by Pamela Douglas
“But does the research really prove sleep training’s efficacy?
Senior figures continue to argue forcefully that it does, despite the failure of large randomised controlled trials to back these claims …, and despite systematic reviews showing no improvement in night waking, nor reliable impact on maternal mental health … Parents continue to be warned that their child is at risk of poorer sleep and cognitive development if they allow “bad sleep habits” to persist, yet large studies fail to show that sleep training improves sleep habits in later childhood, or that longer sleep durations are linked with improved developmental outcomes … . Many parents do not want to use first wave behavioural approaches, but are led to believe it’s necessary for their own mental health and for their baby’s best outcomes.
Over the past decade, sleep training programs have been wrapped in the language of “responsive parenting”, “secure attachment” and “gentleness”. These words acknowledge the importance of responding to the baby’s cues for secure attachment and optimal brain development: few health professionals recommend leaving infants alone to cry for indefinite periods these days. But parents soon discover that these sleep programs nevertheless promote patterns of not responding directly to, or ignoring, various baby cues over and over throughout the day and night (see Table), resulting in parent–baby communication confusion.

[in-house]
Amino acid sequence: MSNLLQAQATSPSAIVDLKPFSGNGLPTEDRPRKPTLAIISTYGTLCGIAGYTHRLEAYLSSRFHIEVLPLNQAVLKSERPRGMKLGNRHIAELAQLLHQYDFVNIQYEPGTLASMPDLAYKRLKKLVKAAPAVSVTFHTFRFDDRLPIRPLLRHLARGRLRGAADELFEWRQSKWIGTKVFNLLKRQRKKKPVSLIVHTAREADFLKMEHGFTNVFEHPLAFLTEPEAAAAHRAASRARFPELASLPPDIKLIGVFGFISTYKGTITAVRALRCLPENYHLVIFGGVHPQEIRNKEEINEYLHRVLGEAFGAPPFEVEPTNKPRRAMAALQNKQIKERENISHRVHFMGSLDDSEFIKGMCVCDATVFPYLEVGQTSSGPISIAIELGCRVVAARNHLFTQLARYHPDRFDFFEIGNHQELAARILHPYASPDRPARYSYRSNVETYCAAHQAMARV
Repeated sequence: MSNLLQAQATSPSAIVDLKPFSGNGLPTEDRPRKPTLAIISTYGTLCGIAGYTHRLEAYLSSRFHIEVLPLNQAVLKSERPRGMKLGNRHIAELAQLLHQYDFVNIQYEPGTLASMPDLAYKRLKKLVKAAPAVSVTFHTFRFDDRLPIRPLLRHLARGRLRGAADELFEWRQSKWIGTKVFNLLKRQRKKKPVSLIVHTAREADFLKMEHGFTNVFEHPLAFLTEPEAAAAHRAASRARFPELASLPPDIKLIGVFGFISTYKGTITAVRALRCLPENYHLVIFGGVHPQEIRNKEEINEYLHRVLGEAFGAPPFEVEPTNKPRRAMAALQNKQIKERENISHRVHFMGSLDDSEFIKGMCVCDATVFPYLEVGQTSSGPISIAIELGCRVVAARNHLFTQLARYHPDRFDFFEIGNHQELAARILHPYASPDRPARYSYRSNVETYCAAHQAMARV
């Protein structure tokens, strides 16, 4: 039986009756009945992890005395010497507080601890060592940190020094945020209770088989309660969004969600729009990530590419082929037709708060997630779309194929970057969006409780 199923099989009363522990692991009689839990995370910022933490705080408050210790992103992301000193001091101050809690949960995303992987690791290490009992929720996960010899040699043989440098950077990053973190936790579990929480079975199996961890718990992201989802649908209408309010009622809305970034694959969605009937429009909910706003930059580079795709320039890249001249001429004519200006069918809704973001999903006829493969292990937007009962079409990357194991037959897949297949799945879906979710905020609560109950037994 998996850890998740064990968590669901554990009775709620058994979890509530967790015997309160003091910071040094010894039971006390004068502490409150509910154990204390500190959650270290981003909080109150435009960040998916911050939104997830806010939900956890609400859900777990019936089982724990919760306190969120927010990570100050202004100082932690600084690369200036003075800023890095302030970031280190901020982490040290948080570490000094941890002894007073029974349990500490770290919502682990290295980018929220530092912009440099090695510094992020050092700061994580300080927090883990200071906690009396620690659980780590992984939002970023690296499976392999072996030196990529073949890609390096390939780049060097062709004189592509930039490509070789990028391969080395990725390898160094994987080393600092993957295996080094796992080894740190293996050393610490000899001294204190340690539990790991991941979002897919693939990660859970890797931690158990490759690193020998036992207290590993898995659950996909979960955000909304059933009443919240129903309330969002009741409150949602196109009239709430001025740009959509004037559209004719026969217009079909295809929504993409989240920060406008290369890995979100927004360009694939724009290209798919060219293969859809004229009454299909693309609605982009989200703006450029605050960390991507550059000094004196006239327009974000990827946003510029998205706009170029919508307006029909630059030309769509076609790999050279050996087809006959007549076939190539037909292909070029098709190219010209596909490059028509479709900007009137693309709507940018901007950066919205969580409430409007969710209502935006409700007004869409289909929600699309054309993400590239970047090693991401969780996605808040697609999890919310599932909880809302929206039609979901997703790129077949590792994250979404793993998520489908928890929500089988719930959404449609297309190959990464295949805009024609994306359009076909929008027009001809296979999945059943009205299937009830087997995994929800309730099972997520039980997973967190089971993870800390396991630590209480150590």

The UK has a cultural tendency to delay responses to the baby from birth. London newborns whose parents practice delayed responses cry for about half an hour in the night at 2 weeks of age, with a greater chance of a 5-hour block of uninterrupted sleep at night by 3 months of age. But this occurs in the context of the worst breastfeeding rate in the world. London babies also cry twice as much as those of Copenhagen parents, who have high breastfeeding rates and a cultural tendency to more responsive care… . Both not breastfeeding and cry–fuss problems are linked with increased risk of postnatal depression.
In the meantime, sleep training ignores underlying factors that lead to excessive night waking. First wave behavioural strategies may worsen night waking over time, due to disruption of the circadian clock caused by an emphasis on long daytime naps… . Sleep training not only fails to identify those breastfeeding problems, which commonly result in excessive night waking in the first months of life, but worse, it undermines breastfeeding success due to feed spacing.”
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